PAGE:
C-6/64 Flaminio Costa v ENEL [1964]

C-6/64 Flaminio Costa v ENEL [1964] ECR 585 is a pivotal decision by the European Court of Justice (ECJ), playing a crucial role in solidifying the principle of the primacy of European Union law over the laws of its member states. This landmark case set a precedent that has been fundamental in shaping the legal landscape of the European Union.

Flaminio Costa, a Milanese lawyer and shareholder of Edisonvolta, opposed the nationalisation of the Italian electricity sector by the government. When ENEL, the state-owned electricity company, sent him a bill, Costa refused to pay, arguing that the nationalisation law violated both the Italian Constitution and the EEC Treaty. The Italian Constitutional Court ruled that the Treaty of Rome could not prevail over the nationalisation law. In a separate case, another judge referred the matter to both the Italian Constitutional Court and the European Court of Justice (ECJ).

The ECJ dismissed the Italian government's claim of inadmissibility, asserting its authority to provide an authoritative interpretation of the EEC Treaty. The judgment emphasised the unique nature of the EEC Treaty, creating a legal order binding member states and individuals. The ECJ stated that EU law, as an independent source, could not be overridden by domestic laws without jeopardising the legal basis of the Community.

The key passage highlighted the incompatibility of domestic laws with the special and original nature of EU law: "It follows... that the law stemming from the treaty, an independent source of law, could not, because of its special and original nature, be overridden by domestic legal provisions, however framed, without being deprived of its character as community law and without the legal basis of the community itself being called into question".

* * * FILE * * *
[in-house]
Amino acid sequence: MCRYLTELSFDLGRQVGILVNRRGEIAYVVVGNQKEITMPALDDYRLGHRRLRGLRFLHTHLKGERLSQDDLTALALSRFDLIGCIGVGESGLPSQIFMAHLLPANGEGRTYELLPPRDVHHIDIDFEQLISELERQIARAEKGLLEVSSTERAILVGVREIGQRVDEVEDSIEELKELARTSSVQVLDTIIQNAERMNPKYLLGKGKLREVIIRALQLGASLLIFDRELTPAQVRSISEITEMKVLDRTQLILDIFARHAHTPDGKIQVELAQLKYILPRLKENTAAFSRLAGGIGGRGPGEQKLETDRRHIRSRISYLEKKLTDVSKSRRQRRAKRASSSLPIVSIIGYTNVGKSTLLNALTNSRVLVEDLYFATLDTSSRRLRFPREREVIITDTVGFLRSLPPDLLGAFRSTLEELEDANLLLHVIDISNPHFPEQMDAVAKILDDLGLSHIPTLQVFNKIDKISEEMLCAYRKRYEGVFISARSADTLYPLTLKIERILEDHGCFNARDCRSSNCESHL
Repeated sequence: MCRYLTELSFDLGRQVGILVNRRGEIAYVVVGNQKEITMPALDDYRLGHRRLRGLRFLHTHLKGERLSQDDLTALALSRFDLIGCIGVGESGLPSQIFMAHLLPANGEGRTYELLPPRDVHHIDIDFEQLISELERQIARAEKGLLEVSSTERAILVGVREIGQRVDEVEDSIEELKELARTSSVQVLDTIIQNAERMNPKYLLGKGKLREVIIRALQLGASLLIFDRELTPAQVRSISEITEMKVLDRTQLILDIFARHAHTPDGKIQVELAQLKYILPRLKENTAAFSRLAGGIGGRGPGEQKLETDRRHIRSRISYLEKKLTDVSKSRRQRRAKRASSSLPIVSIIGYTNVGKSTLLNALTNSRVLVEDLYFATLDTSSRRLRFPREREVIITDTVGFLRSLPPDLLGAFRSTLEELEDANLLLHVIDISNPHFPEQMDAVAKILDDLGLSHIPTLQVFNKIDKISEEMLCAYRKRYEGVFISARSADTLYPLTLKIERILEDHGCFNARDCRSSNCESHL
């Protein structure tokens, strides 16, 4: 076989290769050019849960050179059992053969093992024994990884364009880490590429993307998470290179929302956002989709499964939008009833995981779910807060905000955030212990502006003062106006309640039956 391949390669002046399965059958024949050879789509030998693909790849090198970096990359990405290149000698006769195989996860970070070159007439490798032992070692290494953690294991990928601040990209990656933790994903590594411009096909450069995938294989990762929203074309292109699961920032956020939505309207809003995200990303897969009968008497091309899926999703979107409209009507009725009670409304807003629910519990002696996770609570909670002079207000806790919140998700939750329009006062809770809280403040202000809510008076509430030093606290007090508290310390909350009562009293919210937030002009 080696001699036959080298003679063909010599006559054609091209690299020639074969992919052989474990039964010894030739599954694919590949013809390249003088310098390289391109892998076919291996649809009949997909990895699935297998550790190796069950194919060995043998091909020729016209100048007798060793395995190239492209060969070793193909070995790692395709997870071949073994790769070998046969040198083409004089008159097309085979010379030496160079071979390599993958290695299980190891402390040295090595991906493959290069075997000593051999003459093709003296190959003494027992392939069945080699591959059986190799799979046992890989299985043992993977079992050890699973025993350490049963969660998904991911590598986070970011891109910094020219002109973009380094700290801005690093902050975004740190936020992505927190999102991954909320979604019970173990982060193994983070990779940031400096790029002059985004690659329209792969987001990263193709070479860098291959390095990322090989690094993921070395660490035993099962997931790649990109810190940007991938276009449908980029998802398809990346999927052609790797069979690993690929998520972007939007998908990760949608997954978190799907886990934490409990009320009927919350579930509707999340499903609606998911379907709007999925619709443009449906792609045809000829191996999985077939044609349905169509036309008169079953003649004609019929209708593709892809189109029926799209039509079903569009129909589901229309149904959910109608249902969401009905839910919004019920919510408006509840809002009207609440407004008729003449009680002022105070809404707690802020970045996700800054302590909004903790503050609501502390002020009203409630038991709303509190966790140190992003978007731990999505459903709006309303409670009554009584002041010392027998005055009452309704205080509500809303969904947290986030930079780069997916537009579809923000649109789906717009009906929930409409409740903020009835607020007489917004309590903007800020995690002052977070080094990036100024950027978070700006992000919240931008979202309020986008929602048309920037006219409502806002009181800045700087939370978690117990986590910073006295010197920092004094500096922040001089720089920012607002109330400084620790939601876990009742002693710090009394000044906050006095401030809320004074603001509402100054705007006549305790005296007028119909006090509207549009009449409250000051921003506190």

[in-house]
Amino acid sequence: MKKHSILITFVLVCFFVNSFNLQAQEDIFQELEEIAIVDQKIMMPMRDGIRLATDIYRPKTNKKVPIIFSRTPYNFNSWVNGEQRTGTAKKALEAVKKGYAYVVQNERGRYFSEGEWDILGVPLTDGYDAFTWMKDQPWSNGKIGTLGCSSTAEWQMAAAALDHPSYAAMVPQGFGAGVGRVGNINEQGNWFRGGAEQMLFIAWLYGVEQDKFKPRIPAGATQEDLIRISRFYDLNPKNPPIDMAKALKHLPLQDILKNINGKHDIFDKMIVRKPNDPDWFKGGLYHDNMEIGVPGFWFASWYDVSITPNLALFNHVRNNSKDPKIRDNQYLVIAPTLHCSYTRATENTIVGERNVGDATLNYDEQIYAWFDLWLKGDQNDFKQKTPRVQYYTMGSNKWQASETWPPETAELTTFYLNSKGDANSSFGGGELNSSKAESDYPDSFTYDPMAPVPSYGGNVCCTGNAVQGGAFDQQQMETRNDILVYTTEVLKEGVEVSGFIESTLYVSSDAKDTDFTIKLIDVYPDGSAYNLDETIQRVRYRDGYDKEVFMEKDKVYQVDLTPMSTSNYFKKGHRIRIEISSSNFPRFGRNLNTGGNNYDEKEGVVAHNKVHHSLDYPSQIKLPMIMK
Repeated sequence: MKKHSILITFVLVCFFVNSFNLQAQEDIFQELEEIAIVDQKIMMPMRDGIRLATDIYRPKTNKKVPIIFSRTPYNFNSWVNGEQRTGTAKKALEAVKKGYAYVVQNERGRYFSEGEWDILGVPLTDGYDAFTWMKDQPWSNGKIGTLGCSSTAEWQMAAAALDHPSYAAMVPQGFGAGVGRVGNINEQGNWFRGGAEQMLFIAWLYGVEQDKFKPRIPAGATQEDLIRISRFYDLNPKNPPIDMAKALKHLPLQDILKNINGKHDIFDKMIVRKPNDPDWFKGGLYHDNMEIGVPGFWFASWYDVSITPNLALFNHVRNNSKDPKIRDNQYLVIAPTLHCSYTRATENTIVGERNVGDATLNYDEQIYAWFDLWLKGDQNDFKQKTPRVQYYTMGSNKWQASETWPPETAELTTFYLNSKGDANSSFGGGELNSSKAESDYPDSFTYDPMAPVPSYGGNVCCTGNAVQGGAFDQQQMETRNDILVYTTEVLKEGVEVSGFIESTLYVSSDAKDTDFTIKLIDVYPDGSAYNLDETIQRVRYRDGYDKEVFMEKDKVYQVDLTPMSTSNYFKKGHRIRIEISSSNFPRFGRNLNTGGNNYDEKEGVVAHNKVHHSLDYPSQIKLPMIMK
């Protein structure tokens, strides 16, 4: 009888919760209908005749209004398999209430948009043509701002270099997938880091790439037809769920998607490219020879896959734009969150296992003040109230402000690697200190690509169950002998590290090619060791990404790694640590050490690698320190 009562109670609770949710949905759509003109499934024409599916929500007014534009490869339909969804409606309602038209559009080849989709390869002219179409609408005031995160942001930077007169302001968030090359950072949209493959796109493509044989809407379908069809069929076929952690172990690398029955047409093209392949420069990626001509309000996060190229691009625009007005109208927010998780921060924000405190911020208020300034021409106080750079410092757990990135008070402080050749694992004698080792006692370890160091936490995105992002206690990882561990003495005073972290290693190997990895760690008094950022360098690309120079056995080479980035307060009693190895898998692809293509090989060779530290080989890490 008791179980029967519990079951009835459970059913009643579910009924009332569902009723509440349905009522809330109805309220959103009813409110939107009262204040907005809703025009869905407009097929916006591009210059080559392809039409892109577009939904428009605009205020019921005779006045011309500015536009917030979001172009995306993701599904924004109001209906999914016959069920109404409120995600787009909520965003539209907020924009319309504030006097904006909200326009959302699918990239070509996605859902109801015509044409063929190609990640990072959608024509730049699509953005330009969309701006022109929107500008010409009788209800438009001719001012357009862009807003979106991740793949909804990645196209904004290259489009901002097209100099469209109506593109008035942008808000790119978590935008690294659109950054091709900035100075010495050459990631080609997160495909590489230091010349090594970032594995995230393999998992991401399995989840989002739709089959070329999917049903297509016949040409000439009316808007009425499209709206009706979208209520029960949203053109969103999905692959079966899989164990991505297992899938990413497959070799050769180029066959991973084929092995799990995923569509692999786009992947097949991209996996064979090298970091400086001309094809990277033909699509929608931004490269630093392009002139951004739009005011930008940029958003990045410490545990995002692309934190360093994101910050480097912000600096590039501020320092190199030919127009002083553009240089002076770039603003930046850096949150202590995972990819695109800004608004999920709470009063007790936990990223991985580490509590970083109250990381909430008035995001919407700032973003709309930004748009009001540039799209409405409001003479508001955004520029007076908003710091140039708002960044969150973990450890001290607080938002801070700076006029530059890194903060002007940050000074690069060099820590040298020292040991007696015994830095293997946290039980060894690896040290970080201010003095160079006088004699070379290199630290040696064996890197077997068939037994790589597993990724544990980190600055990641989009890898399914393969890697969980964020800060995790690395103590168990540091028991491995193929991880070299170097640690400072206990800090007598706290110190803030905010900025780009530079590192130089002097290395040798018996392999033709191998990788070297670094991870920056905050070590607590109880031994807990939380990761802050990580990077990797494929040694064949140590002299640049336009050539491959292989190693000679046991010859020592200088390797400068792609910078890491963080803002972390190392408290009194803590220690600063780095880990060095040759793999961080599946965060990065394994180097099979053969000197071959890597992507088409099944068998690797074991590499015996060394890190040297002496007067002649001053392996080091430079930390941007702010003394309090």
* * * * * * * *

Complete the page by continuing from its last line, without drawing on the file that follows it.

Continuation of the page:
On the merits, the ECJ found that the EEC Treaty provisions on competition and State aids had no direct effect, meaning individuals could not invoke them in challenging national laws. The interpretation of the right of establishment was narrow, suggesting consistency with the nationalisation law if non-discriminatory. The ECJ left it to the referring court to determine the compatibility of the nationalisation law with the EEC Treaty's provisions on commercial monopolies.

Flaminio Costa v ENEL is a landmark case that established the primacy of EU law over national laws. The judgment emphasised that EU law is an independent source, binding member states and individuals, and cannot be overridden by domestic legal provisions. This principle of supremacy has been fundamental in shaping the legal framework of the European Union. While Article I-6 of the proposed European Constitution and the Treaty of Lisbon did not explicitly include the article on primacy, a declaration was added, recalling the Costa v ENEL judgment. The case marked a significant step in defining the legal relationship between EU law and national laws, ensuring the effectiveness of EU law across member states.
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